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Ann Epidemiol. 2012 Apr;22(4):285-94. doi: 10.1016/j.annepidem.2012.01.009.

Income inequality and cause-specific mortality during economic development.

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  • 1School of Public Health, Li Ka Shing Faculty of Medicine, The University of Hong Kong, Hong Kong SAR, China.



Life expectancy is strongly related to national income, whether there is an additional contribution of income inequality is unclear.


We used negative binomial regression to examine the association of neighborhood-level Gini, adjusted for age, sex, and income, with mortality rates in Hong Kong from 1976 to 2006.


The association of neighborhood Gini with all-cause mortality varied over time (p-value for interaction < .01). Neighborhood Gini was positively associated with nonmedical mortality in 1976 to 1986; incident rate ratio (IRR) 1.09, 95% confidence interval (95% CI) 1.02-1.16 per 0.1 change and in 1991 to 2006, IRR 1.24, 95% CI 1.13-1.36, adjusted for age, sex and absolute income. Similarly adjusted, Gini was not associated with all-cause mortality in 1976 to 1986 (IRR 0.96, 95% CI 0.93-1.00) but was in 1991 to 2006 (IRR 1.25, 95% CI 1.20-1.29), when Gini was also positively associated with death from cardiovascular diseases, respiratory diseases and some cancers.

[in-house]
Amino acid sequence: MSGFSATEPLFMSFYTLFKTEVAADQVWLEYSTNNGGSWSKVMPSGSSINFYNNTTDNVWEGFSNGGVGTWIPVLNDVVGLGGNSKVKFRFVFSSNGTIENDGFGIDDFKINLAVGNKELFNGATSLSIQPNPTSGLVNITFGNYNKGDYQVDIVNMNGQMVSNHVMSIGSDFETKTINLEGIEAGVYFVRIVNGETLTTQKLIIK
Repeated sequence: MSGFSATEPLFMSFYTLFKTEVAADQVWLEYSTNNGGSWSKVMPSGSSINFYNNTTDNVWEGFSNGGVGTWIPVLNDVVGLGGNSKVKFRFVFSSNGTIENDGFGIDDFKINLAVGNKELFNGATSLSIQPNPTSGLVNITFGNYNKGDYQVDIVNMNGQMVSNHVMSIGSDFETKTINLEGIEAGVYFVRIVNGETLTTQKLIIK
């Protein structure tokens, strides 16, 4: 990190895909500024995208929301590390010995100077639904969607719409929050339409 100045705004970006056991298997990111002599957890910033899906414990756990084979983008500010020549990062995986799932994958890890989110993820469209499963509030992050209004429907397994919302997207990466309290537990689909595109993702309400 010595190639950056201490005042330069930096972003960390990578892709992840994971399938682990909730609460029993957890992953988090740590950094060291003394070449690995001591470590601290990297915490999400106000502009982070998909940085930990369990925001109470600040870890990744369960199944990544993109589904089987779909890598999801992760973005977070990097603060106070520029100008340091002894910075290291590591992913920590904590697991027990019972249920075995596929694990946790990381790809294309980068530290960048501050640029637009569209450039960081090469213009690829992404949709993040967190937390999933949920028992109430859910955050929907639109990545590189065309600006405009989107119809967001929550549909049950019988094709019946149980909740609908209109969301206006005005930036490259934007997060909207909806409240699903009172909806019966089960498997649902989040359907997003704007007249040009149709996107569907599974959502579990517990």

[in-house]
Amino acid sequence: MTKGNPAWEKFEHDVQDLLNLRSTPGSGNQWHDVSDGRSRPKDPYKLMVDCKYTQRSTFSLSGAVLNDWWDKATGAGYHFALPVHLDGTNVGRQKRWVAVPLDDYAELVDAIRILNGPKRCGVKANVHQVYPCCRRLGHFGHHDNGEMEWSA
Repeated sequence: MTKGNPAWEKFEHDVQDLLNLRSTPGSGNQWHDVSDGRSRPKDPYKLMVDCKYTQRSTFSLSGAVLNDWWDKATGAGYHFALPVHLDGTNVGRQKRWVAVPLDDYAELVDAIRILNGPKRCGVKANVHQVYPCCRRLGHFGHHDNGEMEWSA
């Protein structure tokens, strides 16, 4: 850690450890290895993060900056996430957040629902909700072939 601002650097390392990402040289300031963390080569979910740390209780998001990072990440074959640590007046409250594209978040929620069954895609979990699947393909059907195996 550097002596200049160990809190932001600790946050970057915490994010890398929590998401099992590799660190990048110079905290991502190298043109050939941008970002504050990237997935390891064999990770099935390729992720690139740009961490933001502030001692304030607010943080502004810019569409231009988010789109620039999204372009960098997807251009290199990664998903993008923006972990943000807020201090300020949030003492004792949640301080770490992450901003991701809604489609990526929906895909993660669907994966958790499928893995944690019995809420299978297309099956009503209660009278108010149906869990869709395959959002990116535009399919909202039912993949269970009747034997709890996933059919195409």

Independent of income, income inequality was positively associated with nonmedical mortality rates at a low level of spatial aggregation, indicating the consistent harms of social disharmony. However, the impact on medical mortality was less consistent, suggesting the relevance of contextual factors.

Copyright © 2012 Elsevier Inc. All rights reserved.

[PubMed - indexed for MEDLINE]
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